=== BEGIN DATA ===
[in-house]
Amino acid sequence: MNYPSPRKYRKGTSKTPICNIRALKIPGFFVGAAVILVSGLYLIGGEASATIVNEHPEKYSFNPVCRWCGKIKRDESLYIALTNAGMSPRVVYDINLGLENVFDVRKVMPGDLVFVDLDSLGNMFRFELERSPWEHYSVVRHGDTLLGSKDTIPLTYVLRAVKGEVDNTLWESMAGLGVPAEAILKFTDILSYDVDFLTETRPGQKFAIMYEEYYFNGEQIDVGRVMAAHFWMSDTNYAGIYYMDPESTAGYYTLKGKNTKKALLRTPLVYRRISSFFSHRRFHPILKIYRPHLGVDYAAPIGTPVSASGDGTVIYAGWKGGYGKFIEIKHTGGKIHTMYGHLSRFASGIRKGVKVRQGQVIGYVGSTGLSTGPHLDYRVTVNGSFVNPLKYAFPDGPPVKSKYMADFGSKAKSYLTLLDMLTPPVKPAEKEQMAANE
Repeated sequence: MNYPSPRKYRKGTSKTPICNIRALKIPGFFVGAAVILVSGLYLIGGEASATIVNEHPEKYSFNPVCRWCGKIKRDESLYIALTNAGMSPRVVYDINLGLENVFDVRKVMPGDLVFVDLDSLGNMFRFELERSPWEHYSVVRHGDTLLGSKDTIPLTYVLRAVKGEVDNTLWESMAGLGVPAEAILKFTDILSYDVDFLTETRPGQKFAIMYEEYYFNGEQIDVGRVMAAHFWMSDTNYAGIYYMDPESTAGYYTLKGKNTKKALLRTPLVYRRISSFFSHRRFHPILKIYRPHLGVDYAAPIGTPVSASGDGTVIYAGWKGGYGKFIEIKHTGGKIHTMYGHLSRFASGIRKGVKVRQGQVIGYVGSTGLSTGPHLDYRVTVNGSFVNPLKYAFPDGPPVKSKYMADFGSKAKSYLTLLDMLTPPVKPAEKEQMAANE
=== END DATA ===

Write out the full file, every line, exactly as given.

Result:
[in-house]
Amino acid sequence: MNYPSPRKYRKGTSKTPICNIRALKIPGFFVGAAVILVSGLYLIGGEASATIVNEHPEKYSFNPVCRWCGKIKRDESLYIALTNAGMSPRVVYDINLGLENVFDVRKVMPGDLVFVDLDSLGNMFRFELERSPWEHYSVVRHGDTLLGSKDTIPLTYVLRAVKGEVDNTLWESMAGLGVPAEAILKFTDILSYDVDFLTETRPGQKFAIMYEEYYFNGEQIDVGRVMAAHFWMSDTNYAGIYYMDPESTAGYYTLKGKNTKKALLRTPLVYRRISSFFSHRRFHPILKIYRPHLGVDYAAPIGTPVSASGDGTVIYAGWKGGYGKFIEIKHTGGKIHTMYGHLSRFASGIRKGVKVRQGQVIGYVGSTGLSTGPHLDYRVTVNGSFVNPLKYAFPDGPPVKSKYMADFGSKAKSYLTLLDMLTPPVKPAEKEQMAANE
Repeated sequence: MNYPSPRKYRKGTSKTPICNIRALKIPGFFVGAAVILVSGLYLIGGEASATIVNEHPEKYSFNPVCRWCGKIKRDESLYIALTNAGMSPRVVYDINLGLENVFDVRKVMPGDLVFVDLDSLGNMFRFELERSPWEHYSVVRHGDTLLGSKDTIPLTYVLRAVKGEVDNTLWESMAGLGVPAEAILKFTDILSYDVDFLTETRPGQKFAIMYEEYYFNGEQIDVGRVMAAHFWMSDTNYAGIYYMDPESTAGYYTLKGKNTKKALLRTPLVYRRISSFFSHRRFHPILKIYRPHLGVDYAAPIGTPVSASGDGTVIYAGWKGGYGKFIEIKHTGGKIHTMYGHLSRFASGIRKGVKVRQGQVIGYVGSTGLSTGPHLDYRVTVNGSFVNPLKYAFPDGPPVKSKYMADFGSKAKSYLTLLDMLTPPVKPAEKEQMAANE